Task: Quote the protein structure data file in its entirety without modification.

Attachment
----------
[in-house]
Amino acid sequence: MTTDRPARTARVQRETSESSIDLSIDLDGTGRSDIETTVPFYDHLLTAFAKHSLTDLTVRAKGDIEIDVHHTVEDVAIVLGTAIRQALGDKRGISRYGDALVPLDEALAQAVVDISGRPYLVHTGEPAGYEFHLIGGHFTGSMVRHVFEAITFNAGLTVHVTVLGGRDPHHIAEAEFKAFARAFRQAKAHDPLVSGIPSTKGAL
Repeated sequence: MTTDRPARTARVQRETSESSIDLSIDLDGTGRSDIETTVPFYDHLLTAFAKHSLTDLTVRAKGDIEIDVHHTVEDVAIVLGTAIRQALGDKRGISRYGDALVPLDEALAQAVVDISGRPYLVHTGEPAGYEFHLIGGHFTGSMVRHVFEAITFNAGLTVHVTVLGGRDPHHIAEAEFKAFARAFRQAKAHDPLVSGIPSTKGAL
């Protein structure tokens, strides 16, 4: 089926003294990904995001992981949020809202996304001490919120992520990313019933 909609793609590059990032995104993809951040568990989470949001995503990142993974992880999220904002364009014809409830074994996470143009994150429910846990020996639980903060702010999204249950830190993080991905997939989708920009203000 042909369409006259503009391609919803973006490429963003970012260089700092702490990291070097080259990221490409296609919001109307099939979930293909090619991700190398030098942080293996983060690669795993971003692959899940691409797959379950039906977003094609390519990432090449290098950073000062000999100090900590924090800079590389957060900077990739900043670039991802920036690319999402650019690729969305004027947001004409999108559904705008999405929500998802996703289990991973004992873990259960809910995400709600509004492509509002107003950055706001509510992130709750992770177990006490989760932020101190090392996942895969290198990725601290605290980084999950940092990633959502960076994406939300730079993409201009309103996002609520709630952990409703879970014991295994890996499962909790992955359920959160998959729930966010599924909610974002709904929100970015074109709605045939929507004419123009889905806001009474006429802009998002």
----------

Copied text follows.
[in-house]
Amino acid sequence: MTTDRPARTARVQRETSESSIDLSIDLDGTGRSDIETTVPFYDHLLTAFAKHSLTDLTVRAKGDIEIDVHHTVEDVAIVLGTAIRQALGDKRGISRYGDALVPLDEALAQAVVDISGRPYLVHTGEPAGYEFHLIGGHFTGSMVRHVFEAITFNAGLTVHVTVLGGRDPHHIAEAEFKAFARAFRQAKAHDPLVSGIPSTKGAL
Repeated sequence: MTTDRPARTARVQRETSESSIDLSIDLDGTGRSDIETTVPFYDHLLTAFAKHSLTDLTVRAKGDIEIDVHHTVEDVAIVLGTAIRQALGDKRGISRYGDALVPLDEALAQAVVDISGRPYLVHTGEPAGYEFHLIGGHFTGSMVRHVFEAITFNAGLTVHVTVLGGRDPHHIAEAEFKAFARAFRQAKAHDPLVSGIPSTKGAL
């Protein structure tokens, strides 16, 4: 089926003294990904995001992981949020809202996304001490919120992520990313019933 909609793609590059990032995104993809951040568990989470949001995503990142993974992880999220904002364009014809409830074994996470143009994150429910846990020996639980903060702010999204249950830190993080991905997939989708920009203000 042909369409006259503009391609919803973006490429963003970012260089700092702490990291070097080259990221490409296609919001109307099939979930293909090619991700190398030098942080293996983060690669795993971003692959899940691409797959379950039906977003094609390519990432090449290098950073000062000999100090900590924090800079590389957060900077990739900043670039991802920036690319999402650019690729969305004027947001004409999108559904705008999405929500998802996703289990991973004992873990259960809910995400709600509004492509509002107003950055706001509510992130709750992770177990006490989760932020101190090392996942895969290198990725601290605290980084999950940092990633959502960076994406939300730079993409201009309103996002609520709630952990409703879970014991295994890996499962909790992955359920959160998959729930966010599924909610974002709904929100970015074109709605045939929507004419123009889905806001009474006429802009998002």